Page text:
It's about a twenty-one hour bus ride from Bangkok to Kuala Lumpur, or KL as everyone refers to it. In our case, we took a regular Thai govt bus to Hat Yai and from there we rolled the dice with one of the private transport companies located across the street from the Hat Yai bus station. Fortunately, the company, sorry I can't remember the name, played none of the games some operators, especially those operating off Khao San Road are famous for, and we were taken promptly to KL with no fuss about "border charges", "visa fees" (most nationalities don't need visas to get into Malaysia anyway), "frequent restaurant stops", etc. It was a bus ride. As it should be.
We were dumped on the street near KL's main bus terminal, Puduraya, but didn't know it yet. We planned to wander over to the Chinatown area but we still weren't sure yet which direction it was or just exactly how far it was. A taxi driver offered to take us for 15 ringgit (about $3.95 US). I suggested he use his meter. He suggested I pay him 15 ringgit and then whined about traffic and the rain. I suggested again he use his meter or find another job if he doesn't like it. He again suggested I pay him 15 ringgit. I mumbled another suggestion about his meter which he didn't hear as we walked away.
If there is one thing I hate doing in any city it's standing on the sidewalk with all your bags and looking lost. Worse, trying not to look lost while at the same time pulling out a guidebook or map or something to figure out where it is you are. As discreetly as possible, I grabbed the map from the guidebook and asked someone in a storefront where we were and she had us situated in seconds. Turns out we were only a few hundred meters from Chinatown.
This lowered even further my opinion of KL taxi drivers. However, let's be realistic - any taxi driver that sits around a bus station out of an organized queue is not likely to be the most honest of taxi drivers and two people fresh off the bus and not too sure of where they are will always leave open the possibility that they represent some ripe pickings of green fruit, but still, demanding 15 ringgit for what would have been a 2 ringgit fare is a little much. Had he gone for 5, I could have let it go. But 15? Really, now. Anyway, we walked over to Chinatown and found a room at some forgettable hotel with a Chinese name which I have forgotten.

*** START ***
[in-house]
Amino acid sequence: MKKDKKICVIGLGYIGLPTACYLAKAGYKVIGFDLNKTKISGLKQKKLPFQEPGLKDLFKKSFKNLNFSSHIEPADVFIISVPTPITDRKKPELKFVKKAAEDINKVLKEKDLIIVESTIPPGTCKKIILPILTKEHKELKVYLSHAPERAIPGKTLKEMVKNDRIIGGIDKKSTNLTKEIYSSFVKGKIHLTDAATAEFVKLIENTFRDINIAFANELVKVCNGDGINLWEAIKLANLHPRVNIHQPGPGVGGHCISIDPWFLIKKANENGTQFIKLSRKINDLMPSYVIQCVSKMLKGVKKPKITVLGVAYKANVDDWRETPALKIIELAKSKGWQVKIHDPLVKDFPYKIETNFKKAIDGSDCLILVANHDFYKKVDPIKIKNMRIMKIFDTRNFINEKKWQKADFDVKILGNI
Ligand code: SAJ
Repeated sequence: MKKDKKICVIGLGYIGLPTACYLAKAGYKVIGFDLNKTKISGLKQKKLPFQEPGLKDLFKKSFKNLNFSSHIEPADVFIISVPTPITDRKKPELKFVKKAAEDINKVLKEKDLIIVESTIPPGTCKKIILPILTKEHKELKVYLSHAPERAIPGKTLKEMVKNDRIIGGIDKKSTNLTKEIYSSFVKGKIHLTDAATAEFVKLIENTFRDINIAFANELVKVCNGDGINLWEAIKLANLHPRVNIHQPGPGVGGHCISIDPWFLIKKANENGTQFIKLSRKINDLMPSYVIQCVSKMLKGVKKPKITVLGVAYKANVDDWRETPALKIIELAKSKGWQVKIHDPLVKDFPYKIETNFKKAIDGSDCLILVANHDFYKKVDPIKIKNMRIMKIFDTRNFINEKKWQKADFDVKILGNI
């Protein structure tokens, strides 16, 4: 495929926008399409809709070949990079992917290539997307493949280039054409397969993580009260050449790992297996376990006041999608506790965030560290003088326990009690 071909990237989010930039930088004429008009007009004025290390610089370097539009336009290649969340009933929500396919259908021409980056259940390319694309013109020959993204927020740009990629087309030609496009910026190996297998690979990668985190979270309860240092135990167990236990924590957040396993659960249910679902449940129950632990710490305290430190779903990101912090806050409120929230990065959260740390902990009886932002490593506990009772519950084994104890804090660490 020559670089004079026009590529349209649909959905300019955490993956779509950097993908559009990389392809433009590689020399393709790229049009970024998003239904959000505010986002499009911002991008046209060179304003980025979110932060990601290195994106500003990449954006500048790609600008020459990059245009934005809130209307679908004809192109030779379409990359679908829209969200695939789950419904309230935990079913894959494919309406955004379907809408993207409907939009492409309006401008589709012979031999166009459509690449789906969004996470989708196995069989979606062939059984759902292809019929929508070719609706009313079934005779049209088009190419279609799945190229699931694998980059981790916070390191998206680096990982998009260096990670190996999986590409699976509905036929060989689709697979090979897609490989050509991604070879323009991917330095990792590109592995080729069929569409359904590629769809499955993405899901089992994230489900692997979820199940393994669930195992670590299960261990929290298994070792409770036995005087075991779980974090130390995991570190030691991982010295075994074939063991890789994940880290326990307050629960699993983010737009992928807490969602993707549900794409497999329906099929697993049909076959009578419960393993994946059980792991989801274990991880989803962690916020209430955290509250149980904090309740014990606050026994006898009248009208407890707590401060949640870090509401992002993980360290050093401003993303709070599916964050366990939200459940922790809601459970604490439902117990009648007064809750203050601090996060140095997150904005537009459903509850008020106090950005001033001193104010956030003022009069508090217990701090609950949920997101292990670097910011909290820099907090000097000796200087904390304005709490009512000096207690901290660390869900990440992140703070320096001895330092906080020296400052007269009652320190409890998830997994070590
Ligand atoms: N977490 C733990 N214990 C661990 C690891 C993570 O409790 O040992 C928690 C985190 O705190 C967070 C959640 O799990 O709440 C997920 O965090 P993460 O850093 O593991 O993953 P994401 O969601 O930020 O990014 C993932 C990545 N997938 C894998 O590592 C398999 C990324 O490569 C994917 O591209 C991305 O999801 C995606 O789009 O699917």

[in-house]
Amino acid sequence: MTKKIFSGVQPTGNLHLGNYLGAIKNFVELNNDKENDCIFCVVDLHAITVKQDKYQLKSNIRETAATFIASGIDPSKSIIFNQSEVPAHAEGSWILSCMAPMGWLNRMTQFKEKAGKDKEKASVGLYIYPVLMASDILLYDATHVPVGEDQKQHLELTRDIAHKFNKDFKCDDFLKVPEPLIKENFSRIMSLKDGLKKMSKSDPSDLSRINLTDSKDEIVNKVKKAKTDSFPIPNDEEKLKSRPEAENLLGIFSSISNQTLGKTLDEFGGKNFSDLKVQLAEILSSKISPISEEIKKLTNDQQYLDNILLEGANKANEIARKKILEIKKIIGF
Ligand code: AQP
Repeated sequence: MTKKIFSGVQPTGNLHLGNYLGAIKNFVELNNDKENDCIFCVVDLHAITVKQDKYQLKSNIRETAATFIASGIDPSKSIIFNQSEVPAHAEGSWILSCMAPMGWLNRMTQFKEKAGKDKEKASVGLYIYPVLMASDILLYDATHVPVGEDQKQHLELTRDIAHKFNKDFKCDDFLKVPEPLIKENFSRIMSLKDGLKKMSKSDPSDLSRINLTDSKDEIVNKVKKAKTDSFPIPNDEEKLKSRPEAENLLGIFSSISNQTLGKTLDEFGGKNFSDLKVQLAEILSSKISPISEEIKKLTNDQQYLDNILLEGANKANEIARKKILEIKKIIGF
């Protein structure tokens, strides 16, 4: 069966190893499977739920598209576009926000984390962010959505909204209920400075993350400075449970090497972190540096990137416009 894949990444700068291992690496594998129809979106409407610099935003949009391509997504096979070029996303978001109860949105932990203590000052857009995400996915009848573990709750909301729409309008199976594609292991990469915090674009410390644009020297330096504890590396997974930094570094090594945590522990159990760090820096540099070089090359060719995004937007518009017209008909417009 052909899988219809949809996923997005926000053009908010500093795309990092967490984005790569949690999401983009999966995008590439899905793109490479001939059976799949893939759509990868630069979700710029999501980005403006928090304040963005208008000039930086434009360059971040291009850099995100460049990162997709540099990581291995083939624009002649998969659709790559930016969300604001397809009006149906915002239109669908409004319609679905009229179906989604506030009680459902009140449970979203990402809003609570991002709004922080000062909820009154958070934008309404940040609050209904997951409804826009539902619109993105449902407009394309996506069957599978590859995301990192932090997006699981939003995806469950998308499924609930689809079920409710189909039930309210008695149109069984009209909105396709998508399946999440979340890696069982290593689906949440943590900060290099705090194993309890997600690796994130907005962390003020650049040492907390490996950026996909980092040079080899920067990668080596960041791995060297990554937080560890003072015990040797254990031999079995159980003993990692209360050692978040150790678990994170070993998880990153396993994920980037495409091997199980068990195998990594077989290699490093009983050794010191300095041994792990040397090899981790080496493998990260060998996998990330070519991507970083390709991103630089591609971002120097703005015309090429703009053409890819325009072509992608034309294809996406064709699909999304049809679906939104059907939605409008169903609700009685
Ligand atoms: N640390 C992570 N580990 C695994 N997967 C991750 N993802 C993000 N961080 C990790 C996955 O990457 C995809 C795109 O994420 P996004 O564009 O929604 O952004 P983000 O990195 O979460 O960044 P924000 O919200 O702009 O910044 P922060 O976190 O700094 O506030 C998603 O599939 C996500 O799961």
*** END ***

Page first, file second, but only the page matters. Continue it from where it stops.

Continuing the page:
The neighborhood offered numerous eating options on the streets - satay, Chinese food, noodles, etc. The available meals are tasty but I think way overpriced, and no doubt because it's such a large tourist area. Still, by the end of the trip I had come to learn that Malaysia is a bit pricier than neighboring Thailand in most areas (food, lodging, transport - well, that's just about everything if you're a tourist).
We we're only going to stay in KL for a day before taking a night bus back north to the Perhentian Islands. So first thing in the morning, we got bus tickets to the general Perhentian area, in our case, Kuala Terengganu, which would then necessite an intra-provinvcial bus to Kuala Besut or at least Jerteh.
Wandering into cavernous Puduraya bus terminal we headed for the ticket booths and were faced with one of the wonders of privatization. As all the bus routes are run by private contractors, everyone screams out for your custom from their respective ticket windows to the point of being a headache. No matter, throwing up our arms and choosing one at random we were told we were in the wrong place anyway. A bus to Kuala Terengganu would depart from Putra Station so it was at a much smaller and quieter Putra Station where we ditched our bags and went out to be tourists.
KL really doesn't have a lot to see and we saw little of that. We took the requisite trip up the KL Tower and also went to visit the National Mosque (pictured right). The only comment I would make about the National Mosque is while I entered at one of the appointed tourist hours (between three and four pm), I was chased off by a worshipper when I approached the large prayer room, not that I necessarily had any intention of entering it.
Early afternnoon a heavy rain began so we ducked into a shopping mall or two, plenty of them in KL as well. KL offers a very generous supply of bootleg CDs (music, video, computer) sold at the lowest prices I've ever seen in Asia, probably on account of the fact that most CDs originate here.
Between all of this we used taxis and experienced no problems whatsoever with them so the rules in KL are the same as anywhere else in Asia where there are metered cabs. Flag down moving cabs or use ones only from an official queue. Guys on the street, parked in unofficial queues around bus stations, hotels, etc should always be avoided.
Impressions of KL:
Positive: Attractive, cosmopolitan, modern city. Interesting mixture of Malay, Chinese, and Indian; Islam, Buddhism, and Hinduism. Fantastic internet connections. Lots of trees. Interesting modern architecture that takes in Islamic styles blended with a variety of Asian and Western styles.
Negative: Not a lot of things to see or do. More expensive than say, Bangkok (but less so than Singapore). Dirty public toilets - not as bad as is often found in China but certainly substandard given the level of development in KL - must be the Chinese influence at work here. Curiously, while we there one of the English-language newspapers had published an editorial from a Malaysian decrying the state of the public toilets and what an embarrasment this was. KL is also not easy to walk around - it's one of the most pedestrian-hostile Asian cities I've ever visited and I've certainly visited a few.
All text and photographs © 1998 - 2006 Gordon Sharpless. Commercial or editorial usage without written permission of the copyright holder is prohibited.